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I may have missed it somewhere, but how does the impeller wedge in the Honor Harrington series work. I am only a couple of books in, but I don't quite understand how the impeller wedge works to offer both propulsion and an invincible shield for part of the ship.

Can someone explain it in stupid person terms? The explanations might be a bit over my head in the books for me to actually understand it. I do understand the warshawski sails, but its the wedge that gets me.

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You can find everything on the Honorverse wikia.

The wedge was a pair of extremely > powerful gravity bands located above and below the generating ship. Both bands were inclined such that the forward end, or "throat", was far deeper than the aft end, the "kilt". The wedge was capable of accelerating a vessel to near-light speed.

The wikia page has further details.

  • Thanks, I didn't realize there was a wiki. I guess i'll start browsing that. – Buddy Lindsey Jan 18 '11 at 22:26
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The Honorverse wiki says of the Impeller drive: The impeller drive created a pair of stressed gravity bands above and below a ship, known as the impeller wedge.

The gravity bands allows a ship to effectively 'surf' on a space-time wave of it's own making. Related technologies allow the mechanism to convert to a 'Warshawski sail', for use within hyperspace waves.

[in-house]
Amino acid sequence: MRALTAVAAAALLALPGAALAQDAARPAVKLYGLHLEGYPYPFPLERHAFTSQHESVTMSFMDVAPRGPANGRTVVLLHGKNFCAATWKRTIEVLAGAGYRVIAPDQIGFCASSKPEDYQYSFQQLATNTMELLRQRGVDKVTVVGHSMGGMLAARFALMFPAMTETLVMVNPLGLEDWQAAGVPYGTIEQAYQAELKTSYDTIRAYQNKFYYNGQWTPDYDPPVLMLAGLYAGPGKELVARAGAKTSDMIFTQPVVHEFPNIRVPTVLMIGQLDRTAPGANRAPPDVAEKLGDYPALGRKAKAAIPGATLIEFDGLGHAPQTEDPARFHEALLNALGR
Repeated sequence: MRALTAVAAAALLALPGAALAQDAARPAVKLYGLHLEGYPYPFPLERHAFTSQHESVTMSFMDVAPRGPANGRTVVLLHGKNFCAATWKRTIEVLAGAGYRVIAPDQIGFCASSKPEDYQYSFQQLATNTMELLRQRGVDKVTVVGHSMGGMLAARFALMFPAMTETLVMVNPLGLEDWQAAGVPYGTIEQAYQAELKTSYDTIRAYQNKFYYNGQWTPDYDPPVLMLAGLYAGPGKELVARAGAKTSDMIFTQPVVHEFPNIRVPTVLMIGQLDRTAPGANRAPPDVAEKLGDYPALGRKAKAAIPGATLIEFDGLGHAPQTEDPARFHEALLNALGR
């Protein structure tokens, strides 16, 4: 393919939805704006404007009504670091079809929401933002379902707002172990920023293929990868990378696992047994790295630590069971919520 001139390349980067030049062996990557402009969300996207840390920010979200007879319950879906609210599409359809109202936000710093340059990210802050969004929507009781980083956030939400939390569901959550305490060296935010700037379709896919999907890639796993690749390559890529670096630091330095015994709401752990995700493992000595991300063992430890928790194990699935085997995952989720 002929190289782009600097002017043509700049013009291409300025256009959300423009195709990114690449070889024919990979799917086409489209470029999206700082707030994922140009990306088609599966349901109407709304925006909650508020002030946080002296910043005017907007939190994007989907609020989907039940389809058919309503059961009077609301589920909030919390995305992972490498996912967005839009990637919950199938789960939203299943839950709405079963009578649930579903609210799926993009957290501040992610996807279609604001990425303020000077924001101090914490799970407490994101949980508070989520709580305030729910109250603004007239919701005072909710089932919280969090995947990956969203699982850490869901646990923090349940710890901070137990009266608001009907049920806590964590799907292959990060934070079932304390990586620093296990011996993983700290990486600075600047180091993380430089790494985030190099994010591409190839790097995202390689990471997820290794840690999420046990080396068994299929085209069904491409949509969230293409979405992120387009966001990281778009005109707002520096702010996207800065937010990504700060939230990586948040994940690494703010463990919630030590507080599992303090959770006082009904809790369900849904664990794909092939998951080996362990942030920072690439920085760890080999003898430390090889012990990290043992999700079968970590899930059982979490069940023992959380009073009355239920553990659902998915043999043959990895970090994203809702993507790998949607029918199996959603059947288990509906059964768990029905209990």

For even more comments about the technology, Pearls of Weber: Honor Harrington is a collection of posts by David Weber containing background information for his stories.

  • Even in N-space, a lot of the energy to accelerate the ship and maintain the gravity stress bands comes from interaction with the alpha-band of hyperspace. (This may have been a retcon after realizing that even fusion power with perfect efficiency wouldn't be enough to generate the amount kinetic energy big ships get up to.) – Peter Cordes Nov 29 '15 at 4:08
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I always pictured it as analogous to the way a watermelon seed will shoot from your fingers if you squeeze it. The upper and lower stress bands "squeeze" the ship, (which is why the throat is wider than the kilt) and because the engines generating the bands are in the ship, it shoots forward and can't escape the "squeeze" so it keeps going. Not very scientific, but a useful picture.

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You could think about it as the impellers creating a gravity well which the ship falls down. The steeper the well the faster the acceleration. The only thing which doesn't fit this model is the compensators. Since gravity works on all elements equally you wouldn't need an inertial compensator since you were effectively free falling down the well

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